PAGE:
And on part 3 of your counter point. The lag issue on consoles fills the forums. And with consoles all that is being delivered is the positional data of the other characters movements. Your console then uses local data to recreate tose movements. OnLive is delivering a stream of video downstream while getting your positional inputs upstream. Then computing that data. sending it out to a render frame, 60 times per second, compressing it to a proprietary video and audio format and sending that frame over the internet to your consoles which then decodes that frame and renders it to your screen. Wow thats a lot of work and a lot of interworking parts that can go wrong. How is chat handled?
    Again maybe there are geniuses that can do this. but if this were to happen these guys would need to have the processing power of every PS3 sold at their disposal. That’s a hell of a lot of hardware these guys are going to need.
    I’ll go with you half way Darrin. Games that don’t need split second reflexes will work under this method, Killzone 3 may be a stretch. But in 5 years and with a fiber internet connection I may be willing to change my mind.

  2. #2 by darrin on March 30th, 2009

    Today’s Internet multiplayer games used much less bandwidth than a full-video feed does, but latency has the exact same impact on either approach.

    Simple games, like cards and checkers as well as simple strategy/RPG/action games are dominated by in-browser Flash. They could do the same thing with a OnLive system, but what’s the point? It requires more expensive infrastructure and maintenance for nothing.

    Also, I’m skeptical about them doing action games on this. Gamers ant razor sharp resolution, glass smooth frame rate, and millisecond-level response times.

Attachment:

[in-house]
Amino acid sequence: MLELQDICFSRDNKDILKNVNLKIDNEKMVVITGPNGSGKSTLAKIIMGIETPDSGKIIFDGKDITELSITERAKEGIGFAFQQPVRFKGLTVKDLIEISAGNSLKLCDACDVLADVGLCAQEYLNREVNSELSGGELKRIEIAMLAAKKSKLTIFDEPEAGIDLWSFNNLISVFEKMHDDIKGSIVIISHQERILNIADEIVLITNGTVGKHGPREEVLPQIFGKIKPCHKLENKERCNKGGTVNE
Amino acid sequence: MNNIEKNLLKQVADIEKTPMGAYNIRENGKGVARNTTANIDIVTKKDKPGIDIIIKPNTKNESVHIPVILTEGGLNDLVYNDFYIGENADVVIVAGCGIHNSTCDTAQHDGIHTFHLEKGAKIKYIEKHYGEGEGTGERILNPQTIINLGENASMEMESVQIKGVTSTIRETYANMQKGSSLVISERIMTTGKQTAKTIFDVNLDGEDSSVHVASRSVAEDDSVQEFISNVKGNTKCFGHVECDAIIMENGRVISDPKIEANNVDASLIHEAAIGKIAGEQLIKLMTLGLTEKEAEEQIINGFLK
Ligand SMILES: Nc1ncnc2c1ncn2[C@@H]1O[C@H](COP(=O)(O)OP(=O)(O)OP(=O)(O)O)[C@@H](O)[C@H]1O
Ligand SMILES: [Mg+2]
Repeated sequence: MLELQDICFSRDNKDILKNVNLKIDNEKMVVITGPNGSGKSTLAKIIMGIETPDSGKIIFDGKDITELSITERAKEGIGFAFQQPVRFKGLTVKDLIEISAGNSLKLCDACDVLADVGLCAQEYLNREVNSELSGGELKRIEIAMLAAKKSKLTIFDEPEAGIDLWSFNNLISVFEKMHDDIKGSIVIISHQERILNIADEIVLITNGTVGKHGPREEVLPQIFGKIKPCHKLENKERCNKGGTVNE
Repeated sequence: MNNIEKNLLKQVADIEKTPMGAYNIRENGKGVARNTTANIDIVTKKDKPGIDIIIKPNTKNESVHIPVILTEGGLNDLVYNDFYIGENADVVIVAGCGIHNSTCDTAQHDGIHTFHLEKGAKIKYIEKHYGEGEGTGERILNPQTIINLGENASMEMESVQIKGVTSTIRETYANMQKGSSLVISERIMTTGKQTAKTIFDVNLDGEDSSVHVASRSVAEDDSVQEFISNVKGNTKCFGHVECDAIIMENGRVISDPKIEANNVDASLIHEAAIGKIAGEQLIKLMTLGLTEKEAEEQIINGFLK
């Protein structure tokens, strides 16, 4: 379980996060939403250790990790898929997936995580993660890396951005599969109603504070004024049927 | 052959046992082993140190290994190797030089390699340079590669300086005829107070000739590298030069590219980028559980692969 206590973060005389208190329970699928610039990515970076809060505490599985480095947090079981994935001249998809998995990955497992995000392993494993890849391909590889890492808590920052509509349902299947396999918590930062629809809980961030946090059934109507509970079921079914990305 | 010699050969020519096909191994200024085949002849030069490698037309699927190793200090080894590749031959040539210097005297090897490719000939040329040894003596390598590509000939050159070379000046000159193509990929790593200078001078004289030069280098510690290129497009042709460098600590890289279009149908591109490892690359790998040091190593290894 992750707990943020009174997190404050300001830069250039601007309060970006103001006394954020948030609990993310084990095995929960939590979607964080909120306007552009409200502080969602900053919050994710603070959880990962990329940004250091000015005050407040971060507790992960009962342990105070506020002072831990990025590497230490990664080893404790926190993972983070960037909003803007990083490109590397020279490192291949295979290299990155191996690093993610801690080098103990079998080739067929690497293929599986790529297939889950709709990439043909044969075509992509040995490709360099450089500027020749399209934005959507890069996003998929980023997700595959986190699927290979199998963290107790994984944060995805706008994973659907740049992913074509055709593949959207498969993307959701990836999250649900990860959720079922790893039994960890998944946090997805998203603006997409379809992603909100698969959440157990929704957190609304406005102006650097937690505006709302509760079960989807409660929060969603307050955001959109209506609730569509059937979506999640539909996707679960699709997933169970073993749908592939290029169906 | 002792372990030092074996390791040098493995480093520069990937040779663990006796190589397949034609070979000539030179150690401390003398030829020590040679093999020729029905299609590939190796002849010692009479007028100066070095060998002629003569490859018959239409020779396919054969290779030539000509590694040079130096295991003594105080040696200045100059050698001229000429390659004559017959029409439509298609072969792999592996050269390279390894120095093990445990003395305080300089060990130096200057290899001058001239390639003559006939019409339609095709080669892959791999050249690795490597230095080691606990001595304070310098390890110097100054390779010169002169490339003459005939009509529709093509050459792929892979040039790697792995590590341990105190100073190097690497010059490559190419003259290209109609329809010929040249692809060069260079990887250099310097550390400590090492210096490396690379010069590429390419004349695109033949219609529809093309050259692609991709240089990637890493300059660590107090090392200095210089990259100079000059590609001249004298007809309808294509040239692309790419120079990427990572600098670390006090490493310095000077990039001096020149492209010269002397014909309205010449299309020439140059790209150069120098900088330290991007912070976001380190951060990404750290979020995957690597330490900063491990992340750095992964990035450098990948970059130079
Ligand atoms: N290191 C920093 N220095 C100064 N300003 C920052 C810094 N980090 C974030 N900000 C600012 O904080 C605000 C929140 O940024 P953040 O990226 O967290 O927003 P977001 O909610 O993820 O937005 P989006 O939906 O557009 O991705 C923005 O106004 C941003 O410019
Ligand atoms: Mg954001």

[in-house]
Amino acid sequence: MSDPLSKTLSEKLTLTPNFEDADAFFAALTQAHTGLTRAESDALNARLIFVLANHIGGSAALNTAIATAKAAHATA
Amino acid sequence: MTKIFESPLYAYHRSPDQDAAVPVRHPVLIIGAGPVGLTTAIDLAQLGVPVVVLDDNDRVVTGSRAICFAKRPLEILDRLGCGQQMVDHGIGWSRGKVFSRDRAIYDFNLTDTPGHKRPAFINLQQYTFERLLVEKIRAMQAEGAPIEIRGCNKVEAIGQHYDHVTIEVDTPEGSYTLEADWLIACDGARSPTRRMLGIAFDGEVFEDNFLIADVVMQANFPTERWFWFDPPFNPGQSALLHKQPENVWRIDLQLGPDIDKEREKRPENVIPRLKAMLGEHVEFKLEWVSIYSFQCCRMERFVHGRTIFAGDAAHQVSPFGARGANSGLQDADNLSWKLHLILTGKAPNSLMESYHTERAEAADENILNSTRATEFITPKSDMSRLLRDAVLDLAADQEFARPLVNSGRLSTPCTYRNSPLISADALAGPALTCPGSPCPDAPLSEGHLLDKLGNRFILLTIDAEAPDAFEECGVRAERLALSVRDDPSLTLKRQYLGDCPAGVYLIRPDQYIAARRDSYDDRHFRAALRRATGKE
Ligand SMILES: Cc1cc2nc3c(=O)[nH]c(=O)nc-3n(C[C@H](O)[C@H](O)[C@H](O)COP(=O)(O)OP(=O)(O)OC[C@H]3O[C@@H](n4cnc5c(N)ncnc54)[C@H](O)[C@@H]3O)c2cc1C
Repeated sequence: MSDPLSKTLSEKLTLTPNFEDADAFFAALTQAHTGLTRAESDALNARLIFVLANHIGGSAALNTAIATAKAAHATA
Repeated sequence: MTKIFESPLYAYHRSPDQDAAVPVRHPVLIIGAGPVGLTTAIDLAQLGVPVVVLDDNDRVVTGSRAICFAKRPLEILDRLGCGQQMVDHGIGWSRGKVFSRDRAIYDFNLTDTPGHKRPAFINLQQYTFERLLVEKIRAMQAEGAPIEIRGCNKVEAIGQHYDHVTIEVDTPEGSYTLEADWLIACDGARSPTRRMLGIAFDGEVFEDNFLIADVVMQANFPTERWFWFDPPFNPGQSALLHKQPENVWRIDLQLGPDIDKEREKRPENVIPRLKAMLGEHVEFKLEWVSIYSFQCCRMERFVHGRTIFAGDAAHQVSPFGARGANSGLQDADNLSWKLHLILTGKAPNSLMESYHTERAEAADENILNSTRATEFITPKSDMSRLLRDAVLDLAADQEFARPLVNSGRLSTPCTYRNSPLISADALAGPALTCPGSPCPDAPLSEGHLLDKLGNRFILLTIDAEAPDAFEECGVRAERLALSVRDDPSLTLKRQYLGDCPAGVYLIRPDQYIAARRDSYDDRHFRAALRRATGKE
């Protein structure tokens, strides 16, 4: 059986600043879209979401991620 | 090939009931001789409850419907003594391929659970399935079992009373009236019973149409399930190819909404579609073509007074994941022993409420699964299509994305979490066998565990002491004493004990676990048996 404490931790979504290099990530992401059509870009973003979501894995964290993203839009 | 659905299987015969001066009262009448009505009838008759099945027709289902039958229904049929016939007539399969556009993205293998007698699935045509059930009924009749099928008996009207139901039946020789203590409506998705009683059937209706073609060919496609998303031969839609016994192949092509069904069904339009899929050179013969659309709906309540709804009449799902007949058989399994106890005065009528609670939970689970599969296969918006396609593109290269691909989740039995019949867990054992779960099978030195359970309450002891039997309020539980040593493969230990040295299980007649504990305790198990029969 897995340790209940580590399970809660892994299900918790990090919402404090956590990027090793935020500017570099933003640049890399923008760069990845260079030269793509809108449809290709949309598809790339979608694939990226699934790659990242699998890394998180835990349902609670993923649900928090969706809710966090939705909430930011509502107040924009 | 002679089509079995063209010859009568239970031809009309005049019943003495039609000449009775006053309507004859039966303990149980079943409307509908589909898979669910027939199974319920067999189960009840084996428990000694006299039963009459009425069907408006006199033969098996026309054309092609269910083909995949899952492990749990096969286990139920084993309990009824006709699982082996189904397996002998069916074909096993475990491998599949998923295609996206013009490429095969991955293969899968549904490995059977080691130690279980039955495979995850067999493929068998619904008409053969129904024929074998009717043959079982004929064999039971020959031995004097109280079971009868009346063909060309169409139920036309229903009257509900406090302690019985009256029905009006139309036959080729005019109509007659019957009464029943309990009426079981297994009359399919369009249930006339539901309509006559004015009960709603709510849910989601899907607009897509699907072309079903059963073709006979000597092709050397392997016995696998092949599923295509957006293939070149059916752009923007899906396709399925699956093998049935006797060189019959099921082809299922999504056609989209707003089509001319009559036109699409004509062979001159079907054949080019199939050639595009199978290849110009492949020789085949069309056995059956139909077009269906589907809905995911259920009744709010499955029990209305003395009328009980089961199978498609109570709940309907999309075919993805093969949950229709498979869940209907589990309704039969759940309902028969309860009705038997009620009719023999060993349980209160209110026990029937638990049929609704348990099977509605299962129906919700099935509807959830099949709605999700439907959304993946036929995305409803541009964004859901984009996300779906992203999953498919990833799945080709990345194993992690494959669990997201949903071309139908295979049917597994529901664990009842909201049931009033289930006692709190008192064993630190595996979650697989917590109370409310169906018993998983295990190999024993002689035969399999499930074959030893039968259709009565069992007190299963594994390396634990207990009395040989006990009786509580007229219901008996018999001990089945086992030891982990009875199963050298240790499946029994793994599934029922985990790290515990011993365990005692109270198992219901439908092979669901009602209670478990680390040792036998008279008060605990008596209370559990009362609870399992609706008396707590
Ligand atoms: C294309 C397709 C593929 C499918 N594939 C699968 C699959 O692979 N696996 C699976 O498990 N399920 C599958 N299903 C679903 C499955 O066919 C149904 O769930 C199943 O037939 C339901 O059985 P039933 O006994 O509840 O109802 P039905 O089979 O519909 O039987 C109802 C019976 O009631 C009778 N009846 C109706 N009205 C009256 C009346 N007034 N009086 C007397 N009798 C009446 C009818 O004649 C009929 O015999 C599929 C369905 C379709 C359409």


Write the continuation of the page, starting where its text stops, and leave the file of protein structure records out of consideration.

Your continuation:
But for MMO type games, like PlayStation Home, no one cares about slight drops in that stuff. If lag is 10ms instead of 1ms, or FPS drops to movie-quality 24FPS (or less), no one cares. If you can eliminiate load times, zoning pop-in, downloading, video buffering, and having to patch and maintain the client software, those would be huge gains. It wouldn’t just be replicating the current gaming experience on a new infrastructure, it would be making dramatic improvements.

  3. #3 by mcloki on March 30th, 2009

    The push for this technology won’t come from gamers it will come from publishers. Companies these days want your money. None of these Onlive games can be resold. That’s a big deal. Especially to game companies. The money alone is going to push publishers this way. Onlive needs to create a standard hardware spec and get that standard hardware spec placed into set top boxes or directly into televisions. Imagine Sony HDTV’s that come out of the box with Onlive built in. The more I think about it the more I think Onlive is just looking to get bought out.

  4. #4 by John on March 30th, 2009

    Existing online games are only sending the equivalent of keystrokes. That’s a few hundred bytes per second. bytes, not kilobytes or megabytes. And they already complain about lag.

    Wanna transfer the megabytes of HD gaming at 60 FPS with one frame less lag? Even on a Gigabit LAN you would have trouble with it.

    For anything fast-paced this is pure bull, or er… VC money pit if you wish. And their 1ms lag is server-side, not what gamers will experience.

    But for things like Home, yeah it could work. But would it be economical? THere is a reason why most games go for peer-to-peer and client-side work: it’s wayyy cheaper.

  5. #5 by Emrah on March 30th, 2009 [ 7319 Points ]

    The latency (lag) in multiplayer games currently works differently than what’s going to happen onLive. In current “client-side” gaming, when you jump, you jump. When you shoot, you shoot. The server then decides whether to honour your actions or not, depending on your network status, and the enemy’s status. That’s why the enemy falls a little later than he should, e.g. in Killzone 2, and several other current games.

    Effects of network latency and packet losses are remedied to some extent using Client-Side Prediction:
    http://en.wikipedia.org/wiki/Client-side_prediction

    What’s happening on server is ALWAYS different (even if slightly) than what you are actually seeing in a game, except for situations where the network lag is less than a few miliseconds (gaming on LAN). That’s why you may die thinking how you could, as you unloaded a full clip on an enemy, but he ends up killing you. What actually happened was, he started shooting earlier on his client-side, and his actions was honoured prior to yours on the server side, this can easily be seen on COD4′s kill-cam.